UPDATE 2-Straumann bets on cheaper implants in difficult market

Tue Feb 25, 2014 5:21am EST

* FY sales of 680 mln Swiss francs vs 678 mln forecast

* Net profit 101 mln Sfr, in line with poll

* Proposes unchanged dividend of 3.75 Sfr per share

* Expects low-single digit sales growth in 2014 (Adds CEO comments, shares, analyst)

By Caroline Copley

ZURICH, Feb 25 (Reuters) - The world's largest maker of dental implants, Straumann Holding Ltd, expects to grab back market share from low-cost competitors by launching its cheaper products in more markets this year.

Premium implant makers Straumann and local Swiss rival Nobel Biocare have faced sluggish demand in Europe, their main market, as cash-strapped consumers cut back on pricey dental treatment or trade down to cheaper brands.

To try and win back market share, Straumann has vowed to expand in the lower-priced, value segment of the market, which is growing faster than the premium sector.

Announcing fourth-quarter results on Tuesday, the company said it was cautious on the overall outlook for sales this year as Europe, its biggest market, was likely to remain weighed down by Germany, where sales fell 5 percent last year.

"Germany can make or break it. We are anticipating in our outlook that we will see a more or less similar situation in Germany in 2014 as we have seen in 2013, so no recovery for that market," Chief Executive Marco Gadola told Reuters.

Straumann owns a stake in Brazil's Neodent and plans to start selling the lower-priced brand in the United States from March, having already launched in Spain in October.

"We are actually looking at launching Neodent in other larger European countries still during the course of this year," Gadola said.

By expanding in the value segment, the company is opting for a different strategy than Nobel, which continues to focus on the premium market by investing in research and development and improving relationships with dentists.

Straumann has also cut the price of its standard titanium implants by around 10 percent in Germany, Austria and Switzerland and offered its customers better implants at the same price as older products to try and close the gap on rivals.

Gadola said the initial results of this campaign were "extremely positive" and "quite promising."

Shares in Straumann were up 2.7 percent by 0835 GMT after the company reported that its underlying earnings before interest and tax (EBIT) margin rose to 18.2 percent for 2013 from 14.9 percent a year earlier.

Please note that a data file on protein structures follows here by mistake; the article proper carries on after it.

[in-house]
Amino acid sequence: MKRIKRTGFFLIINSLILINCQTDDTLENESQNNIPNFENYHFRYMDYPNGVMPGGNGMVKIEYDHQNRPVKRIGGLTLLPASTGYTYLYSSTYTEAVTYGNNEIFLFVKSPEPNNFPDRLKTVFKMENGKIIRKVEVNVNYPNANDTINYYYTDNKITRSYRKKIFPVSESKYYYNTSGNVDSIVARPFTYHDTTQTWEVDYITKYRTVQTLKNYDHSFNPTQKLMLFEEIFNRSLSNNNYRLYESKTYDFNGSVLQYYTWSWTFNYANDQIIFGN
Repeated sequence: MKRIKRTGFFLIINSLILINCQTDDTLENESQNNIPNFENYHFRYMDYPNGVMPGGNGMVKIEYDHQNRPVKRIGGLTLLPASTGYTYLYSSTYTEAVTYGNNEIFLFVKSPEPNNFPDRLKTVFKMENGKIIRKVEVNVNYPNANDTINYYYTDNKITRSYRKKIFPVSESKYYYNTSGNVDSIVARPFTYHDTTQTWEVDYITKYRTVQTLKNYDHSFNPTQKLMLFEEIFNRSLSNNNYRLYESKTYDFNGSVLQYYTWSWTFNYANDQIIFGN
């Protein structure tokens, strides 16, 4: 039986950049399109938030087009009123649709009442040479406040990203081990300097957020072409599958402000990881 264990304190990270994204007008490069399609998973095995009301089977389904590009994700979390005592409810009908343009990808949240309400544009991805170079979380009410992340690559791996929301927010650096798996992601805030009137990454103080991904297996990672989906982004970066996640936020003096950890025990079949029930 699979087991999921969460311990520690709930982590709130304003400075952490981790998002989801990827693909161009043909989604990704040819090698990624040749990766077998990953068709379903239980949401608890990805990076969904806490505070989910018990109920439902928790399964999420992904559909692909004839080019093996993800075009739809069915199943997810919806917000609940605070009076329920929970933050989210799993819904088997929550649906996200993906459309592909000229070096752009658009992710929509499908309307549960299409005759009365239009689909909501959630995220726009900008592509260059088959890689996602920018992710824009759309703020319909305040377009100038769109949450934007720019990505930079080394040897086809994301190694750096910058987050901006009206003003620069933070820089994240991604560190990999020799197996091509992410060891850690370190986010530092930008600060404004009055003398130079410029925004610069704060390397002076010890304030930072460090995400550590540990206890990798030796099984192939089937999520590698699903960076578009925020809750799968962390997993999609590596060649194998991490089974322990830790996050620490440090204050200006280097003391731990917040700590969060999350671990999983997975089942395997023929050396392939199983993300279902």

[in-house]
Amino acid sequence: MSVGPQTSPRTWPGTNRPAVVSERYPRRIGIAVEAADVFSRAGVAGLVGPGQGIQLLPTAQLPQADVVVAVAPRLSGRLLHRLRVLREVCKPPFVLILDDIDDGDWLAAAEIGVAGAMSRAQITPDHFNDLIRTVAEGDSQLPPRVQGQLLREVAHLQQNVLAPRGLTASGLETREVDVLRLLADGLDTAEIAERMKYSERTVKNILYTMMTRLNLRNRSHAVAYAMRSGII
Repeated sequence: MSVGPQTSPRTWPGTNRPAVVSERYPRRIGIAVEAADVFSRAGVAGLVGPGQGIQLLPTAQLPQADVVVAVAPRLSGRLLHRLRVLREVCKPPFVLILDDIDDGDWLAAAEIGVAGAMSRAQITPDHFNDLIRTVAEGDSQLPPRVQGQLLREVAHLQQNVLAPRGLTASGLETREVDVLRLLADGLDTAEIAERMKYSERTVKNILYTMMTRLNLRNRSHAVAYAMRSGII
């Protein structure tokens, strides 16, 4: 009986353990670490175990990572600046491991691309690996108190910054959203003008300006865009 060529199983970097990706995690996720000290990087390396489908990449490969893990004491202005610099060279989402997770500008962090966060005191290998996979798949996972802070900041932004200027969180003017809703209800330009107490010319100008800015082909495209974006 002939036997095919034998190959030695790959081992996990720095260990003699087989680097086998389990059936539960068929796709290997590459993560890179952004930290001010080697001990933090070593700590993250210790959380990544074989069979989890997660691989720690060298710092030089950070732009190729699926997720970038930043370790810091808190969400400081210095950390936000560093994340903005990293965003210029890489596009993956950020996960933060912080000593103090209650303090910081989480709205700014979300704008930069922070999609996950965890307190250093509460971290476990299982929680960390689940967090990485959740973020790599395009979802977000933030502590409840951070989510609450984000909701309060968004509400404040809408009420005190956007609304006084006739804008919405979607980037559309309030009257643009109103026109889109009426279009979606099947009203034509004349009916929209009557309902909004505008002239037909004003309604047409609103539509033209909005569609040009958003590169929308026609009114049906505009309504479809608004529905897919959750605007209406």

The shares, which have gained 10 percent so far this year on expectations for an improved outlook for the sector, outperformed a slightly weaker European healthcare sector index .

LOW SALES GROWTH

Straumann said it expects sales growth in the low-single digit range this year which Gadola said should be "slightly ahead" of the overall market.

While demand in Europe is subdued, Gadola was more upbeat about North America, which posted a double-digit increase in sales in the fourth quarter of 2014 and expects a market recovery in Japan to lift sales in the Asia Pacific region.

Full-year sales for 2013 slipped 0.9 percent to 680 million Swiss francs ($764 million), the company said on Tuesday, in line with a Reuters poll, but were up 1.2 percent excluding currency effects and the discontinuation of its intra-oral scanner distribution business.

"It seems that Straumann was able to adapt to the challenging markets at least in the short term better than Nobel Biocare," said J. Safra Sarasin analyst David Kaegi, who has a 'neutral' rating on Straumann.

Despite its focus on cheaper brands, Straumann still expects to expand its operating income margin in 2014.

The company has cut costs and slashed 12 percent of its global headcount to boost profit in the face of weak demand.

It reported a full-year net profit of 101 million francs for 2013, in line with forecasts, and proposed an unchanged dividend of 3.75 francs per share. ($1 = 0.8897 Swiss francs) (Reporting by Caroline Copley; Editing by Matt Driskill and Susan Fenton)

Comments (0)
This discussion is now closed. We welcome comments on our articles for a limited period after their publication.